Picture of a doubled hulled canoe at The Polynesian Cultural Center

Guests ride in a double hulled canoe at The Polynesian Cultural Center

Who is that?

As you carefully board our canoe for your water-based tour of the Polynesian Cultural Center, you may ask yourself “Who is that pushing my canoe?”

Most of our “Canoe Pushers” are actually full time students next door at Brigham Young University – Hawaii. Many of our pushers are from other countries, but no matter where they’re from, they are trained to provide you with a wonderful experience on our beautiful lagoon.

First off, you will notice that they don’t paddle. We call them ‘pushers’, because they literally push their canoes through the water with a pole.  This is possible because the lagoon’s average depth is from 3 – 4 feet.

Picture of canoe pusher at the Polynesian Cultural Center

Canoe pushers not only guide the boat, they share stories!

The sign of excellence

Do you know the best way to tell if a one of our staff is an experienced canoe pusher? Look at their feet! A canoe pusher’s legs will be covered in bumps and bruises. Canoe pushing is not for light weights. Not only are you pushing up to 33 people and a solid fiberglass canoe through the water, but you are maneuvering past other canoes and islands, gliding gently into and away from the landings, all the while, delivering fun information to our guests.  And our pushers wouldn’t have it any other way.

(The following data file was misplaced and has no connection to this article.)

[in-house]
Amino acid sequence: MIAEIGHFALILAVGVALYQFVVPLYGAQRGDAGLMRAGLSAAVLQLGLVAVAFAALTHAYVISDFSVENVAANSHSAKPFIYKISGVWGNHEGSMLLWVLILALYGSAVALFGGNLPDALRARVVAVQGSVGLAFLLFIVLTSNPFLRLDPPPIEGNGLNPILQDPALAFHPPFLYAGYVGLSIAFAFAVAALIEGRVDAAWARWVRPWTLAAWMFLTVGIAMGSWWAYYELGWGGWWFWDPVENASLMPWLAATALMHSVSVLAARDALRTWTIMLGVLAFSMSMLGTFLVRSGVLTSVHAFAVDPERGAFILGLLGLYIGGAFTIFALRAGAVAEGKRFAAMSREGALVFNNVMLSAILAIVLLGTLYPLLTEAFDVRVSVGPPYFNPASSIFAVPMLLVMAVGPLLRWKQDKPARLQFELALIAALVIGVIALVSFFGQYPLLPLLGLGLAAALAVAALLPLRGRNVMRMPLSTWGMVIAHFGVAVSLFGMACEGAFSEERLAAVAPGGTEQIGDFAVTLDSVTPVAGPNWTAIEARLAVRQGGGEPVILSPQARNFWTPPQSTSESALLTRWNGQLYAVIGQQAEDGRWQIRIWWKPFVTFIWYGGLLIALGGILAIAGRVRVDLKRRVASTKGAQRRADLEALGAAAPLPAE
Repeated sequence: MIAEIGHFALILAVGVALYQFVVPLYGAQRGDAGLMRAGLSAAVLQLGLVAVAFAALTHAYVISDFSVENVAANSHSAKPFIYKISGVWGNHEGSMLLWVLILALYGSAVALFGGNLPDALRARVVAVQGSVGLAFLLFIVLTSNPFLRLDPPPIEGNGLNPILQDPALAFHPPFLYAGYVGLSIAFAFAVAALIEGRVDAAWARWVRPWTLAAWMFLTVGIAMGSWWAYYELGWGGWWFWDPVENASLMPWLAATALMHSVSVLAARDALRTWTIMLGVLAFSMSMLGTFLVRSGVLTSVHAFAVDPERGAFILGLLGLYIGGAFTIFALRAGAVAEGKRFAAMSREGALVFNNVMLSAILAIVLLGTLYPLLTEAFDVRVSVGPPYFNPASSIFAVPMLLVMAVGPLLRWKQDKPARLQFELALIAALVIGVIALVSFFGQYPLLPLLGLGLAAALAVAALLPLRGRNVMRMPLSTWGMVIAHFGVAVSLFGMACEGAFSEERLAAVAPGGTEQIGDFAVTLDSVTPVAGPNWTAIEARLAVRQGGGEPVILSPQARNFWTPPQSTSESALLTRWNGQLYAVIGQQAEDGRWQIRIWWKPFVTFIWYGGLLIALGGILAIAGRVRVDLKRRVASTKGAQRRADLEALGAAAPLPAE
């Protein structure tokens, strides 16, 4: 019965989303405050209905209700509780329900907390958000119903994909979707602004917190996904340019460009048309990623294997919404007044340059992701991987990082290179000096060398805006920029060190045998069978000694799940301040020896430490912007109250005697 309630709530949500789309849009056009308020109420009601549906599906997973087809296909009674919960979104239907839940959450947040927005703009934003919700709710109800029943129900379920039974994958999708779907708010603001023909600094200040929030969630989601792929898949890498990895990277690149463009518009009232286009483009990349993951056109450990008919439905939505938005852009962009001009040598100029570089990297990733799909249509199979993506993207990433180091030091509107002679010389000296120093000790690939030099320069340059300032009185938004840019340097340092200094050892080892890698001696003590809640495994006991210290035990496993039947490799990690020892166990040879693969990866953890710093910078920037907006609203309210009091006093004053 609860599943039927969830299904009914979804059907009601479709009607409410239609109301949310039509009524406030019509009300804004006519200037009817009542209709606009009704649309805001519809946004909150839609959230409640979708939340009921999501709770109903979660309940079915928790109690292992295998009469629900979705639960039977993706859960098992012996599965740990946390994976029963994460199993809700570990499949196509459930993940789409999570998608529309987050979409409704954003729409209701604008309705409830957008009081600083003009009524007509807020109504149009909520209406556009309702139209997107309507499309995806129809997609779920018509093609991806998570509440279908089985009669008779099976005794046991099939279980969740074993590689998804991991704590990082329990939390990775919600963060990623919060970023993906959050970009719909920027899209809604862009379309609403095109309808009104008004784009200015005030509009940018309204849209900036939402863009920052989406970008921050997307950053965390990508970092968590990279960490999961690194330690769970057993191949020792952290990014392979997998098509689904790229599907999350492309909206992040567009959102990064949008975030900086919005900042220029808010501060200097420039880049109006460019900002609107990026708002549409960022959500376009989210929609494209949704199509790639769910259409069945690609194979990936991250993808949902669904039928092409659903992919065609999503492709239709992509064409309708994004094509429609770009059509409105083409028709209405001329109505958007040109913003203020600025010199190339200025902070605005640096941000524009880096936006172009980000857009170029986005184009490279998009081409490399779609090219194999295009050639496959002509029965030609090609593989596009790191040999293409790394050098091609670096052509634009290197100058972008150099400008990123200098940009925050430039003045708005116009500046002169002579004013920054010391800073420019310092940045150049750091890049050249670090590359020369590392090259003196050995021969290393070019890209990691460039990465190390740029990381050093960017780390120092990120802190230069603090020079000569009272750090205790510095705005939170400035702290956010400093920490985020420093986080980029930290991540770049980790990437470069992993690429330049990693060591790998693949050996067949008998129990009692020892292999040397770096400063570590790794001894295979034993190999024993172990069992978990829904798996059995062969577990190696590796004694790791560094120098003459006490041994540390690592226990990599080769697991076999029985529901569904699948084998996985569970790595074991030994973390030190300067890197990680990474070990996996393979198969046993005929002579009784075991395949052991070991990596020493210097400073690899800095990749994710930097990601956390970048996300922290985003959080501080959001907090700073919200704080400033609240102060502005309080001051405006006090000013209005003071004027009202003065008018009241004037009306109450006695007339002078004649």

Picture of canoe pusher feet at the Polynesian Cultural Center

The sign of a good, hardworking canoe pusher – it’s all about the feet!

Cream of the crop

Canoe pushing is considered one of the elite positions at PCC, and why wouldn’t it be? You get to meet thousands of people from all over the world, sharing our special brand of aloha. Life for them really is just another day in paradise!We’ve had many dignitaries ride in our canoes, the King and Queen of Tonga and their family have graced us with many visits; Elvis Presley sang a song while riding one of our canoes in his movie “Paradise Hawaiian Style” and we have had movie, television and recording artists galore. So look around, you never know who may join you!

Picture of the King of Tonga with President Grace of the Polynesian Cultural Center

The King of Tonga visits the Polynesian Cultural Center, June 2016


Nina S Jones

Nina S Jones

 

 

Nina Jones, a mainland gal from way back, is now a transplanted Islander. With her husband of 40+ years, she volunteers at the Polynesian Cultural Center. Her hobbies include swimming, traveling, studying and writing about what she is learning from the various Polynesian cultures. Her blogs focus on their history, beliefs, practices and – as an added bonus – delicious food! To her, Polynesia is not just a place to visit, it is a way to live and she is very honored to be able to be a part of this amazing world.

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